Another example of Trump playing to our thinking errors was his proposed ban on any Muslim entering the U.S. The proposal was then reduced to an extreme vetting of them, along with a focus on policing Muslim neighborhoods and monitoring mosques. Today, terrorism is one of the biggest worries for the U.S. population. Yet for the past ten years, the people who died in the attacks on American soil were killed by terrorists who were either U.S. citizens or legal permanent residents. Trump’s policy proposal is therefore irrational because it does not respond to a realistic assessment of the threat of terrorism. Instead, it appeals to the horns effect, an error in thinking where negative emotions about one topic—in this case, terrorism perpetrated by radical Islamists—are applied to all Muslims.
And what about monitoring American Muslims since the attacks were, after all, carried out by citizens and permanent residents? Let’s take a look at the numbers. According to JohnstonArchive.net, the seven terrorist acts committed in the United States between January 1, 2015, and December 31, 2015 were carried out by a total of nine people. Six of the nine were motivated by Muslim beliefs.[ix] A 2011 survey estimated that the adult Muslim population in the United States to be 1.8 million.[x] Dividing the number of Muslim adults by the six who committed terrorist acts gives you a one in 300,000 chance that any Muslim you see would commit a terrorist act in one year. That’s like picking out a terrorist randomly from the number of people in several football stadiums. Applying this sort of probabilistic thinking is a research-based way to deal with any form of fear. It allows us to see whether the anxious thoughts are realistic. We can see that merely being Muslim is a very poor statistical indicator of whether someone is a terrorist, making the fear of all Muslims irrational.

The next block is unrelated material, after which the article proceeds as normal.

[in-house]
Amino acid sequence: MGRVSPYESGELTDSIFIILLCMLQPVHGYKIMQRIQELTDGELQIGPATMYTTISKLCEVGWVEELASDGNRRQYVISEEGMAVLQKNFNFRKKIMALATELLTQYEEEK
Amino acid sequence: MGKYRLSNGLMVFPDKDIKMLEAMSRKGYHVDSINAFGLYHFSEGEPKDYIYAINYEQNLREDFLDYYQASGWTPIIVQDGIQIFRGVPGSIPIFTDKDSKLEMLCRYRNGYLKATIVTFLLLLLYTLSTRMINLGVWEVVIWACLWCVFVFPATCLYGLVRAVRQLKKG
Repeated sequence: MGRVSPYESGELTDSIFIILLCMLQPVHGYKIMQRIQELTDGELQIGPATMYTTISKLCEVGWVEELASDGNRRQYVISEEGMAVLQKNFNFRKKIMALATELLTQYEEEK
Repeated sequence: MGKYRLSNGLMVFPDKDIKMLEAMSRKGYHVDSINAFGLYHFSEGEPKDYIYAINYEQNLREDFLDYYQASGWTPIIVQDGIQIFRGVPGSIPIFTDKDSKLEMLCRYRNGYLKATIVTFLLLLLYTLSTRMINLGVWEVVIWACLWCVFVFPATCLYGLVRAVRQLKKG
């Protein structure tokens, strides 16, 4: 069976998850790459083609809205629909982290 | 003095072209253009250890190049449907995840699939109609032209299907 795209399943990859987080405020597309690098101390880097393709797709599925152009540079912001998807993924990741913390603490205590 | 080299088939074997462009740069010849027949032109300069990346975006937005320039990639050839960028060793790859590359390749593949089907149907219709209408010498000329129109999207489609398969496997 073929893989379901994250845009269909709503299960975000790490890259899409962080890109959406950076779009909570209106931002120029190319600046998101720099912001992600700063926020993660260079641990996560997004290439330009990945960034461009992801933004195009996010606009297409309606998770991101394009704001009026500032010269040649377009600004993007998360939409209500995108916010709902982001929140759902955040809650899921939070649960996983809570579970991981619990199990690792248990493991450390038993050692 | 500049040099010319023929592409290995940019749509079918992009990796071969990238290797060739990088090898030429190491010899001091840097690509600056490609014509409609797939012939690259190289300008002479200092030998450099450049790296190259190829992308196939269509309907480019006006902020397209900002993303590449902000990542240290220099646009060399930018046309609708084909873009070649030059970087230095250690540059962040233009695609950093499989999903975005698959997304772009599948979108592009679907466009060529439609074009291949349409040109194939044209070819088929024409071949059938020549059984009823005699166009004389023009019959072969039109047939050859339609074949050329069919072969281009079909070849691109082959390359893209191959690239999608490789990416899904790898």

Though it was to a much lesser extent, the Clinton campaign also appealed to human irrationality, mostly in response to the Trump campaign’s success with it. Consider the comment by Clinton that half of Trump’s supporters belong in the “basket of deplorables” and are “irredeemable” by their sexism, racism, and homophobia. This choice of words appeals to the horns effect by associating “deplorable” with a large portion of the U.S. population. Yet consider someone who was convinced by Trump’s rhetoric that Muslims are to be feared. This person has developed irrationally racist beliefs, but does this make the person inherently deplorable or irredeemable? Certainly not! At least she apologized for this comment, yet such rhetoric represents the perspectives of many liberals.
Fortunately, we are not doomed to this fate of irrationality. Recent scholarship by Dan and Chip Heath in Decisive: How to Make Better Choices in Life and Work (2013) shows that we can become more rational in our voting and in how we assess politics in general. Doing so requires only four things.
- It’s necessary, but not at all difficult, to learn about typical thinking errors.
- We have to notice when they are potentially impacting us, and then resist this influence.
- We must call out those politicians—and their spokespeople—who appeal to such thinking errors.
- We need to learn how to engage meaningfully with others when we see that they are falling for such manipulation.
Many will claim that this unrealistic and that U.S. citizens are inherently irrational in their politics. I beg to differ. Over the last few months, I have published many articles and appeared on a number of TV and radio programs to talk about how to make politics more rational.[xi] I did so as part of my service as the volunteer president of Intentional Insights, a non-profit devoted to spreading rational thinking and wise decision-making in politics and other areas of life.
Many people have emailed me to express gratitude for the chance to learn about how politicians try to manipulate them. Some of them have asked how they can most effectively learn how to make rational political assessments. Plenty among them now donate their time and money to support the mission of Intentional Insights.
While these people cover the entire spectrum of political views, from the most conservative to the most liberal, they all care first and foremost about the truth. Making politics less irrational by helping people make accurate assessments of reality is a bipartisan issue. Everyone wins by having more rational citizens—except those politicians who rely on misleading and manipulative rhetoric to sway voters.
Unfortunately, this election cycle showed how easy and effective it is to appeal to human irrationality. The future is dark for Atheists’ rights if we do not focus our efforts on addressing this problem in our political system. After all, it’s up to our elected officials and appointed judges to uphold church/state separation, which is in grave danger now that Trump has made it clear that he wants churches and religious organizations to be able to endorse political candidates—something that hasn’t been allowed since the passage of the Johnson Amendment in 1954. This will be a long, difficult fight because most members of Congress wear their religious faith proudly on their sleeves. They do this because it sways voters as effectively as misleading rhetoric does.